Consider the Lilies of the Field

Saksa Daylily Farm, Photo by Bob Trube, all rights reserved.

Consider the lilies of the field, how they grow: they neither toil nor spin,  yet I tell you, even Solomon in all his glory was not arrayed like one of these. But if God so clothes the grass of the field, which today is alive and tomorrow is thrown into the oven, will he not much more clothe you, O you of little faith? Therefore do not be anxious, saying, ‘What shall we eat?’ or ‘What shall we drink?’ or ‘What shall we wear?’ For the Gentiles seek after all these things, and your heavenly Father knows that you need them all. But seek first the kingdom of God and his righteousness, and all these things will be added to you. (Matthew 6:28b-33, English Standard Version)

I spent last Saturday morning “considering the lilies of the field.” My wife and I are part of a plein air painting group. Many Saturdays will find us loading our easels and paints into the Outback and trekking off to a park or farm or small town (or even urban Columbus). This past Saturday, we painted at the Saksa Daylily Farm located outside Centerburg, Ohio, about 40 minutes from our home (by the way, Centerburg gets its name from being located at the geographic center of Ohio).

What a gorgeous place! Lilies of every variety as far as the eye could see. There were so many different varieties, and walking through the rows felt like walking through an art gallery, each variety a masterpiece. In the end, I focused on a single flower, and hardly did justice even to that. This is that flower:

“Lily,” Bob Trube, all rights reserved.

The starburst of yellow against the magenta petals, the stamens reaching up to the sun, the delicate veins and curling edges all caught my eye. Little wonder Jesus said that “Solomon in all his glory was not arrayed like one of these!” Jesus invites us to stop and consider the lilies of the fields and, in earlier words, the birds of the air and how God cares for them, and how much more God would care for us.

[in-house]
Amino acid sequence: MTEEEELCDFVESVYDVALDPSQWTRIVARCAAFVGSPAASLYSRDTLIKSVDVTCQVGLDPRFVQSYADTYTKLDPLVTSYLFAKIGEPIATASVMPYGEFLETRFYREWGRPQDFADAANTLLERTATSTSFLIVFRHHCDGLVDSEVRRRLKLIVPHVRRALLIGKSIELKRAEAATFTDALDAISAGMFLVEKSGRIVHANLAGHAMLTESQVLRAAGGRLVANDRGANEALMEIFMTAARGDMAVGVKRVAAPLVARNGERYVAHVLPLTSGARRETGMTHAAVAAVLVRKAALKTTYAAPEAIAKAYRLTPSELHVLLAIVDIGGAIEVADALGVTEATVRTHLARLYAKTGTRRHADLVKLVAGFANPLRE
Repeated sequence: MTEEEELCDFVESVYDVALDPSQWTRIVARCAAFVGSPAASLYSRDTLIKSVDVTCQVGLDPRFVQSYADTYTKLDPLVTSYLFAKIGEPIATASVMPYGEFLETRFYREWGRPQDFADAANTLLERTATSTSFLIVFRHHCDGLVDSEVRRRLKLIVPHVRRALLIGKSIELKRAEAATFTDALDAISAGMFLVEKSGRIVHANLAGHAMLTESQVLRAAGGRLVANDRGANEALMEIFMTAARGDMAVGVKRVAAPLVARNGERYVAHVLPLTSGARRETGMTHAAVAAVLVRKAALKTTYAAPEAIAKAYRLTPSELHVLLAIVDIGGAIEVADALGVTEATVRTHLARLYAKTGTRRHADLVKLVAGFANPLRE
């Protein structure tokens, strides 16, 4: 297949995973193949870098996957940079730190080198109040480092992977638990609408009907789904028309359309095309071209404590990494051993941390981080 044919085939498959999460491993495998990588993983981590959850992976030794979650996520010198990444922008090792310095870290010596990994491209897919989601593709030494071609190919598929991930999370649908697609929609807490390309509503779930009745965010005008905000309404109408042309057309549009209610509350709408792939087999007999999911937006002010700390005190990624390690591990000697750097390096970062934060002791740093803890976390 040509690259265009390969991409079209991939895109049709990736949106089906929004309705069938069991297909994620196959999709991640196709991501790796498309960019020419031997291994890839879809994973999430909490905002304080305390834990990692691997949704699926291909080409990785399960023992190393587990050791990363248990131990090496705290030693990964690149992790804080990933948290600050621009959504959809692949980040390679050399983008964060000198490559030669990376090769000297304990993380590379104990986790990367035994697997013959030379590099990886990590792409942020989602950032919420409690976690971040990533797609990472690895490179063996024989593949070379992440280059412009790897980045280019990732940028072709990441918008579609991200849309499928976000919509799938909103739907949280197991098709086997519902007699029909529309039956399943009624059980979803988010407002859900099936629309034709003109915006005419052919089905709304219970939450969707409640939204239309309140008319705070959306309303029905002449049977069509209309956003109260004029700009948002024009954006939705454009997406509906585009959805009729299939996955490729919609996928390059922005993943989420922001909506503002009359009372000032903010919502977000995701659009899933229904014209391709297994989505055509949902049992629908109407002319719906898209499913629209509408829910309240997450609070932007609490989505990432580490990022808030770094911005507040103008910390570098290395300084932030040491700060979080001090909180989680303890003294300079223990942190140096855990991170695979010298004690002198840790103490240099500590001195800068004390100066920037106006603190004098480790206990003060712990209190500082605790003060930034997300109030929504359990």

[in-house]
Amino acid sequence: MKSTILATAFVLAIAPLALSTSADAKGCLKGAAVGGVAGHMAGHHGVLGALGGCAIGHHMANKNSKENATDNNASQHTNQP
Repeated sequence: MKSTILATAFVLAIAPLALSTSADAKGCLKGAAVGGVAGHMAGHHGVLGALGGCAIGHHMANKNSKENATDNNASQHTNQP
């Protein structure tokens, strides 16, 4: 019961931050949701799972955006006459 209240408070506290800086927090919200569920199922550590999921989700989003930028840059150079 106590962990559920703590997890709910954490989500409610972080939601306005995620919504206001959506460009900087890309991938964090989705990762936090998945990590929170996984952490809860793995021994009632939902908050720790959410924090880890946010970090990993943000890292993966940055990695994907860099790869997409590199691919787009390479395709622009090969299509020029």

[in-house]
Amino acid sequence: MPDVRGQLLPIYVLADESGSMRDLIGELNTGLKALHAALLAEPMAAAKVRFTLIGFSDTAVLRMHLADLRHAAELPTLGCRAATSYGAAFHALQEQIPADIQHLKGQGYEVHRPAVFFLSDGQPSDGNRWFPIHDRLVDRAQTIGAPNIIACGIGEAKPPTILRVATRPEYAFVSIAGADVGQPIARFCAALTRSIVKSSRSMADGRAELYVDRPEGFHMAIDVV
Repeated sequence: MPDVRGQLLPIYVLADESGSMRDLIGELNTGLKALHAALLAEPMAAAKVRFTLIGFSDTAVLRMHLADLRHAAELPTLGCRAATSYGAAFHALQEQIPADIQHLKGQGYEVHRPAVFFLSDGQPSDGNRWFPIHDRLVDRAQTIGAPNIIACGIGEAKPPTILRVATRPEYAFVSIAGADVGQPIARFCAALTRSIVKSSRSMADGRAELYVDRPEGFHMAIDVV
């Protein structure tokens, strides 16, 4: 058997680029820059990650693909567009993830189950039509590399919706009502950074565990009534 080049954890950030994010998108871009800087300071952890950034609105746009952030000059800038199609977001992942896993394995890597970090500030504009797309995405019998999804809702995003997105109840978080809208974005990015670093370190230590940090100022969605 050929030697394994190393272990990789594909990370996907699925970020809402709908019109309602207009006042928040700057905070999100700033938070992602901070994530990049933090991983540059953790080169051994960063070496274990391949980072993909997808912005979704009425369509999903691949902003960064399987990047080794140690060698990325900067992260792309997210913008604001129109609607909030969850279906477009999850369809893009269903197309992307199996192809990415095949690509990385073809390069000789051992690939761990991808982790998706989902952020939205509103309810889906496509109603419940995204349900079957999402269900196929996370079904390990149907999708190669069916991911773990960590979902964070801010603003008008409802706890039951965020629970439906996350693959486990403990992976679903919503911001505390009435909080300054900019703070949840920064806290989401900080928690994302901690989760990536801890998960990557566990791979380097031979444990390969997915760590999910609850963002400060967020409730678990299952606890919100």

The field of lilies was a peaceful place, kissed by the sun and refreshing breezes. Such a contrast to the anxious life we often live. My own anxieties are less about food and clothing and more about what life in our senior years will look like. How long will we be able to remain in our home? What can we do to stay healthy as long as possible? What will the coming years bring? And often our thoughts are as much or more about our son and daughter-in-law as ourselves. We could not ask for better, but you never stop being a parent.

The verses above have been something of a watchword throughout my life. They were etched into my memory as a college student on a spring break outreach in Fort Lauderdale. A gifted jazz pianist, James Ward joined us in evening coffeehouse performances in an outdoor venue on the strip opposite the beaches. One of his songs was “Seek First the Kingdom (Consider the Lilies)” the first verse and chorus of which said:

Consider the lilies, how they grow,
Your heavenly Father takes control,
Are you not much more important than they?
What can your worrying do anyway?

Seek first the kingdom.
Keep the righteousness of God in view.
Seek first the kingdom.
He said all of these things will be added to you.

--James Ward, 1974

Ward’s song made sense out of my experience getting to Fort Lauderdale. I didn’t have either the money or a car to get there. People gave me money without knowing what for, and a friend lent us a car. It taught me that if I sought God’s will in God’s way, life wouldn’t always be easy, but God would take care of us. Over the years, we continued to live into the promise of this passage in moving to a new city and buying a house in a recession. Trusting God for a couple hundred dollars turned into trusting God for hundreds of thousands of dollars for the team God gave us to engage in ministry among students and faculty. We were sustained by God and his people through my wife’s two cancer diagnoses and a stubborn foot infection I faced. I could go on. We’ve been blessed to share forty-three years together.

The lilies at the lily farm reminded me of the promise we’ve lived into all of these years. The things that might cause us anxiety may be different from earlier years. The promise hasn’t changed. Most of all, the God who has proven faithful over the years as we’ve oriented our lives toward him hasn’t changed.

The lilies also recalled the song. I could not find the acoustic piano version I still have on vinyl, but I came across this jazzier version on YouTube. I like the version on my vinyl better, but this gives you a taste. It just might become a watchword for you.

Seek First the Kingdom (Consider the Lilies), James Ward

2 thoughts on “Consider the Lilies of the Field

  1. Thanks so much for the ruminations and, especially, the reminder of how much I have appreciated my limited exposure to James Ward’s music. He was part of the program for several PCA related conferences, and I was amazed at how I had missed his work before.

    Liked by 1 person

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